Lend Academy Network Forum
Lending Club Discussion => Investors  LC => Topic started by: Emmanuel on June 16, 2016, 06:06:24 PM

Or why a conservative portfolio is not necessarily made up of only conservative loan grades...
http://blog.lendingrobot.com/research/choosingloanswithmontecarlodiversificationpart2/

This reminds me of that one time, at math camp, I counted to 5 without thinking to myself "One, plus one, plus one, plus one, plus one..."
Soon thereafter I realized that I could set N to anything I wanted and then  working backwards  I realized that there were uncountably infinite ways to reach N. Later, that same summer, the concept of number revealed itself to me. I would stay up, late at night, dreaming.

Or why a conservative portfolio is not necessarily made up of only conservative loan grades...
http://blog.lendingrobot.com/research/choosingloanswithmontecarlodiversificationpart2/
We have the *population* (not just sample) of payment data; why use Monte Carlo? Why "simulate"?

Or why a conservative portfolio is not necessarily made up of only conservative loan grades...
http://blog.lendingrobot.com/research/choosingloanswithmontecarlodiversificationpart2/
We have the *population* (not just sample) of payment data; why use Monte Carlo? Why "simulate"?
Because the calculations would only apply for someone investing in every single loan.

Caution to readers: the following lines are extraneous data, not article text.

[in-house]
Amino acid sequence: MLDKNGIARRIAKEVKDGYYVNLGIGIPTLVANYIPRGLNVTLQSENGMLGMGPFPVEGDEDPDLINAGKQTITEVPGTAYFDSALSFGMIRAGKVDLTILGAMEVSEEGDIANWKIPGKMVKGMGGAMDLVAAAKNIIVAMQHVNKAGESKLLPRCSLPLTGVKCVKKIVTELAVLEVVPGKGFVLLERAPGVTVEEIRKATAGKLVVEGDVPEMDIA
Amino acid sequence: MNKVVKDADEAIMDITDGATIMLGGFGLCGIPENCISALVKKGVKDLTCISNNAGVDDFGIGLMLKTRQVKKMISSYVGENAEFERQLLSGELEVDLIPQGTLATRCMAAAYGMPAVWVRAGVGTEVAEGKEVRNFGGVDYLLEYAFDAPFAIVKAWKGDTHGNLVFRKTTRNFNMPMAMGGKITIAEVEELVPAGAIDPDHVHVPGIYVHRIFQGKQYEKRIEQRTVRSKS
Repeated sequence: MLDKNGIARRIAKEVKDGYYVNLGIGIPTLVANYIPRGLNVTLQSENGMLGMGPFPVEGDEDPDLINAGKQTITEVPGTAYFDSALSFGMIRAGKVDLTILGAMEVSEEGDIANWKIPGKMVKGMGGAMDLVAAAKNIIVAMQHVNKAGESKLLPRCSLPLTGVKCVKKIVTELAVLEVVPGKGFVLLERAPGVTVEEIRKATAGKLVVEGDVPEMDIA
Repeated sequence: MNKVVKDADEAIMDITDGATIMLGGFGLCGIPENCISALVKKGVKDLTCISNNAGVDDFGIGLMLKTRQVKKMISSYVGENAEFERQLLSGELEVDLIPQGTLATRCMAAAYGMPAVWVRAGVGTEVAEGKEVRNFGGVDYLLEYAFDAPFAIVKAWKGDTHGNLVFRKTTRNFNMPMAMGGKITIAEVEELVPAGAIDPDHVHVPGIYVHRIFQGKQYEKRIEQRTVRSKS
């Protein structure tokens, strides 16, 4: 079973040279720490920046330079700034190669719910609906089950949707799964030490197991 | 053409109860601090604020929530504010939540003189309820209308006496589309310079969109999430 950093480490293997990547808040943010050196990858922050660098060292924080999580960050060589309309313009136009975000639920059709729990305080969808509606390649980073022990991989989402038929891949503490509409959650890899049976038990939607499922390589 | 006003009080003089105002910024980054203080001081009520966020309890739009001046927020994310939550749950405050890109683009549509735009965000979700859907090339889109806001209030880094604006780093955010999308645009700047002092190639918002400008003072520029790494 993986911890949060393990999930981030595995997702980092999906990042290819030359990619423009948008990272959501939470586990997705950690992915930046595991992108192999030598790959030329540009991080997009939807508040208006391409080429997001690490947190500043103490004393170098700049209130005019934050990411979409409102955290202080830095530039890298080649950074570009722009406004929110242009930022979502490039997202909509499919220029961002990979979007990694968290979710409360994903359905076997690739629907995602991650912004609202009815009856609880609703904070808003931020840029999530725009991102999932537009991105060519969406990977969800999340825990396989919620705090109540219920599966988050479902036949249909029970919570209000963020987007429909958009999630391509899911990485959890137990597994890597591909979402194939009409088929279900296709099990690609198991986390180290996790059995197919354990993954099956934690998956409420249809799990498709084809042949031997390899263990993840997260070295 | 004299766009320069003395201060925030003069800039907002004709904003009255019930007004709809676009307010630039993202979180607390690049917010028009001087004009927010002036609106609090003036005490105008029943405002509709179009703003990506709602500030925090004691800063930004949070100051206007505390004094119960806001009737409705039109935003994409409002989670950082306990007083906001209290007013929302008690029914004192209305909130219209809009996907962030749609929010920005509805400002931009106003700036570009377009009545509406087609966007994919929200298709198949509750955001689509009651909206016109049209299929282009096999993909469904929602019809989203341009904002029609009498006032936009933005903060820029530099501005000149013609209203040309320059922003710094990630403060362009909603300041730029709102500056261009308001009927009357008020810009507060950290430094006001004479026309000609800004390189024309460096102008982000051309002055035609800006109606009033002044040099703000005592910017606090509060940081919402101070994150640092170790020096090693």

We have the *population* (not just sample) of payment data; why use Monte Carlo? Why "simulate"?
When you say payment data, are you referring to data where you can see the value and date of payments made for each loan? If so, where do I find that?

When you say payment data, are you referring to data where you can see the value and date of payments made for each loan? If so, where do I find that?
It's in http://additionalstatistics.lendingclub.com/

Is this a through the cycle measure of risk?
Sent from my SAMSUNGSMG935A using Tapatalk

Or why a conservative portfolio is not necessarily made up of only conservative loan grades...
http://blog.lendingrobot.com/research/choosingloanswithmontecarlodiversificationpart2/
We have the *population* (not just sample) of payment data; why use Monte Carlo? Why "simulate"?
Because the calculations would only apply for someone investing in every single loan.
Wot?
The statistics from population are much more superior than those of samples.

Because the calculations would only apply for someone investing in every single loan.
Not true. You can apply the results from population to any samples of the population (e.g., one loan).